YEC Invasion

From: Josh Bembenek (
Date: Fri Sep 19 2003 - 11:22:03 EDT

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    I wish to update you on the process of working through Ken Ham visiting our
    church on October 5th. A colleague from Southwestern Medical Center (best
    described as a theistic evolutionist) and I met with the pastor and three
    others involved in leadership here at Watermark and we had a very productive
    conversation which cleared alot of air. Although I was unable to convince
    them that Ken Ham would be uneffective toward the goal of creating an open
    dialogue about origins, we agreed that this should be one of our primary
    goals. The simple difference is that they do not agree that Ken Ham will
    work against that goal. This is quite tricky business as conversations
    between Michael and Alexian on this list strongly elucidate: who is
    reasonable in making a particular deduction and who is unreasonable, and
    also, who gets to decide? For those who begin with a "straightforward"
    reading of genesis, the argument of appearance of age is reasonable. For
    those who begin elsewhere, (and not necessarily with "evolutionized
    thinking" as Ken Ham would argue, but perhaps a different view of the bible
    or give more weight to the evidence of science) this does not appear to be
    very reasonable. I believe that we all enjoyed the conversation and
    benefited from hearing the others' perspective. One troubling aspect for me
    was that they felt that the particular rhetorical strategy of Ken Ham (which
    uses the word evolution in the place of methodological naturalistic atheism)
    was not out of place due to the mass perception of what evolution means. My
    belief is that regardless of what perceptions people have, we need to clear
    the air and clarify the real issues: we disagree with philosophical
    presuppositions that some scientists use scientific authority to pronounce
    as the only logical possibility, as opposed to disagreeing with population
    genetics or the process of random mutation and natural selection operating
    in the natural world. This point was even conceded by Michael Ruse in his
    recent science article dealing with issues of evolution and faith, which I
    forgot to mention. If scientists can realize that they need to start making
    the distinction between science and philosophy, so can we. The fault we
    have with scientists is with extrapolation, not with data, and my concern is
    that Ken Ham does not adequately delineate that distinction, especially when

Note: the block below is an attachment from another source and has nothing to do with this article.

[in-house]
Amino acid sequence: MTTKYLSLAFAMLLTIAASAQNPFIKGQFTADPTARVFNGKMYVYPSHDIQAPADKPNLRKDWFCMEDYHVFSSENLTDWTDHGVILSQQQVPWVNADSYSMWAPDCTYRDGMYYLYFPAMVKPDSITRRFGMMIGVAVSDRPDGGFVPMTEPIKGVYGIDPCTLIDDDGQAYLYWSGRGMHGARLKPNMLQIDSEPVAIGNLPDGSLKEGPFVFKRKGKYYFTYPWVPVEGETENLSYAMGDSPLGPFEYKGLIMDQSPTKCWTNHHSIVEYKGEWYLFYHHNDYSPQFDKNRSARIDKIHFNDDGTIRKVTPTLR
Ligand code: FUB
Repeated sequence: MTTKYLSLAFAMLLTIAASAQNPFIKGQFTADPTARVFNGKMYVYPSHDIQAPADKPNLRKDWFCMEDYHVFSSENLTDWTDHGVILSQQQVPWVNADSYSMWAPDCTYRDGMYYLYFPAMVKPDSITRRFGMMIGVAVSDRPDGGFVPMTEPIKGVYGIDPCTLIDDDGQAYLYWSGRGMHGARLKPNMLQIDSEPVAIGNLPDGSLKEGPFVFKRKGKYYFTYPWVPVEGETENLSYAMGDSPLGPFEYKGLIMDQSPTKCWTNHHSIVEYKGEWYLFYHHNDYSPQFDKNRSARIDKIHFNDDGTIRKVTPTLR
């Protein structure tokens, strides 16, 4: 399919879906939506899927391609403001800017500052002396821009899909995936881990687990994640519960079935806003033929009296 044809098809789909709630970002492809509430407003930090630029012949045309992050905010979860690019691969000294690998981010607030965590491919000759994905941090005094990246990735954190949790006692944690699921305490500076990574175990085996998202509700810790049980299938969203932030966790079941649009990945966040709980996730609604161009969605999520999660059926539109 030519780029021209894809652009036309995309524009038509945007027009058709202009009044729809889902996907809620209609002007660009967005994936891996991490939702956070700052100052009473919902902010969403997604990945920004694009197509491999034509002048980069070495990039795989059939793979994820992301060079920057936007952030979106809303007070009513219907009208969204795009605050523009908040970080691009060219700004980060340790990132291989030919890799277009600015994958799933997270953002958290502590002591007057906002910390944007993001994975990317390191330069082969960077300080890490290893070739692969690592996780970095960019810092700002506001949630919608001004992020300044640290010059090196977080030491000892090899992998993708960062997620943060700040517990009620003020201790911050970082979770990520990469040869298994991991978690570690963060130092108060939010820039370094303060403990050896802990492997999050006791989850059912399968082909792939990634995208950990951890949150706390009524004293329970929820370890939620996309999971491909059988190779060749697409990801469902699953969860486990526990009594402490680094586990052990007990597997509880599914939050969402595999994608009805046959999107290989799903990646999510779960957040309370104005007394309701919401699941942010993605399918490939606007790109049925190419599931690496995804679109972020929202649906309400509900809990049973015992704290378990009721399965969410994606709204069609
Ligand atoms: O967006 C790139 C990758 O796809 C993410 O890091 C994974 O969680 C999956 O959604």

he attacks the reliability of scientific methods/ scientists credibility to
    obtain factual data. We have not yet resolved this issue, but the
    leadership charged us with presenting our case as airtight as possible for
    them to make thier final decision about Ken Ham speaking. Any comments
    regarding this issue would be exceptionally useful.

    The most disconcerting aspect of this whole process was the fact that Ken
    Ham began inquiring with the leadership as to "who this Josh Bembenek" guy
    is after getting wind of what I had been posting on this listserve. Through
    my words here, I gave the false impression to Ken that I was a part of the
    leadership at Watermark and was working with them to prepare a seminar
    before and after Ken Ham's visit for the purpose of debunking what he said
    and making him look bad. I wish to publicly declare on this list that none
    of those intentions are mine, and that my goals are to provide a open
    dialogue useful for all Christians of any sort of view on origins. This
    includes those views held by Ken Ham and those who think like him (which I
    think is a majority at my local body- meaning that a goal to be insensitive
    to those views would be quite unproductive.) I also gave the leadership of
    the church the strong impression that I was viewing the sitation as
    something like "the smart science guy alienated and fighting against the
    dumb, dogmatic church folk." This is embarissingly not my intention, and I
    regret fully that they had that impression based upon what they saw from
    this listserve. Anyone here who had a similar impression, I would like to
    clarify that this is not the situation, despite the impression I gave. The
    leadership of our church is more than open to working through the matter,
    and hadn't even been given a chance to dialogue with me before I began
    posting on the issue here. I admit to feeling confrontational towards the
    leadership, but I had yet to know their position and was not aiming to
    convey anything about their intentions or motivations. My goal in coming to
    the listserve was to data mine those who are familiar with Ken Ham's
    approaches and arguments for the purpose of being prepared to explain to the
    leadership why Ken Ham, IMO and that of others, is not effective in creating
    an open dialogue about the issue of origins. Hopefully that shoud clear the
    matter and we can move forward. This example should serve as a strong
    caveat for those here on the listserve, as it has for me; people are
    watching. We aren't exactly behind closed doors here, and things I may say
    that many will understand in a certain way can easily be interpreted
    differently by others, and we might all benefit by being aware of that.

    Josh Bembenek

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